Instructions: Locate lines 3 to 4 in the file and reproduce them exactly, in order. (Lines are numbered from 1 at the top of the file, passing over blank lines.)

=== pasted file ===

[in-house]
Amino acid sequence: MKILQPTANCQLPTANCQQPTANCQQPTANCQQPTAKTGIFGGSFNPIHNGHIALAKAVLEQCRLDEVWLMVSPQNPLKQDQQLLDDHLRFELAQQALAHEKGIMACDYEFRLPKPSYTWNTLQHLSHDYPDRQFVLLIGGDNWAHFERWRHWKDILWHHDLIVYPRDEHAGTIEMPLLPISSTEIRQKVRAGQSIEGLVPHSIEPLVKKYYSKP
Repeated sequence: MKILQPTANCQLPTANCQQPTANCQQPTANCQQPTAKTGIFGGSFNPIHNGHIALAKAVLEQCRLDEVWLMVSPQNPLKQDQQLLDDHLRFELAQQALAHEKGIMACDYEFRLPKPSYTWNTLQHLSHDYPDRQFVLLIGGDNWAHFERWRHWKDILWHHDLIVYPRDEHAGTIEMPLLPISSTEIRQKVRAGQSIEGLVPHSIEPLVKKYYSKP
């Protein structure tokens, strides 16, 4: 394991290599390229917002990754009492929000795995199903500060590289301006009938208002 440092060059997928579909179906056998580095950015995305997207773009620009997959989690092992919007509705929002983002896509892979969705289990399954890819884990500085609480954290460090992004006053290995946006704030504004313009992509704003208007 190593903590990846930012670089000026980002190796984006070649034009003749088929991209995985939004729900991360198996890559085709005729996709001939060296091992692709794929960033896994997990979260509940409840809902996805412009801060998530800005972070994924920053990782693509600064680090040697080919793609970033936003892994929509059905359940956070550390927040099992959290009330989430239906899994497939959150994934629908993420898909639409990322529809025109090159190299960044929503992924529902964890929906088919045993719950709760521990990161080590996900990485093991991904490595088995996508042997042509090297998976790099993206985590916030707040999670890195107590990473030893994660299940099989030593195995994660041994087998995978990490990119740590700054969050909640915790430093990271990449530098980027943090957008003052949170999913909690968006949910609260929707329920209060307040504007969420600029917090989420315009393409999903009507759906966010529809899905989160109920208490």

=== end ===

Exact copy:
Repeated sequence: MKILQPTANCQLPTANCQQPTANCQQPTANCQQPTAKTGIFGGSFNPIHNGHIALAKAVLEQCRLDEVWLMVSPQNPLKQDQQLLDDHLRFELAQQALAHEKGIMACDYEFRLPKPSYTWNTLQHLSHDYPDRQFVLLIGGDNWAHFERWRHWKDILWHHDLIVYPRDEHAGTIEMPLLPISSTEIRQKVRAGQSIEGLVPHSIEPLVKKYYSKP
């Protein structure tokens, strides 16, 4: 394991290599390229917002990754009492929000795995199903500060590289301006009938208002 440092060059997928579909179906056998580095950015995305997207773009620009997959989690092992919007509705929002983002896509892979969705289990399954890819884990500085609480954290460090992004006053290995946006704030504004313009992509704003208007 190593903590990846930012670089000026980002190796984006070649034009003749088929991209995985939004729900991360198996890559085709005729996709001939060296091992692709794929960033896994997990979260509940409840809902996805412009801060998530800005972070994924920053990782693509600064680090040697080919793609970033936003892994929509059905359940956070550390927040099992959290009330989430239906899994497939959150994934629908993420898909639409990322529809025109090159190299960044929503992924529902964890929906088919045993719950709760521990990161080590996900990485093991991904490595088995996508042997042509090297998976790099993206985590916030707040999670890195107590990473030893994660299940099989030593195995994660041994087998995978990490990119740590700054969050909640915790430093990271990449530098980027943090957008003052949170999913909690968006949910609260929707329920209060307040504007969420600029917090989420315009393409999903009507759906966010529809899905989160109920208490």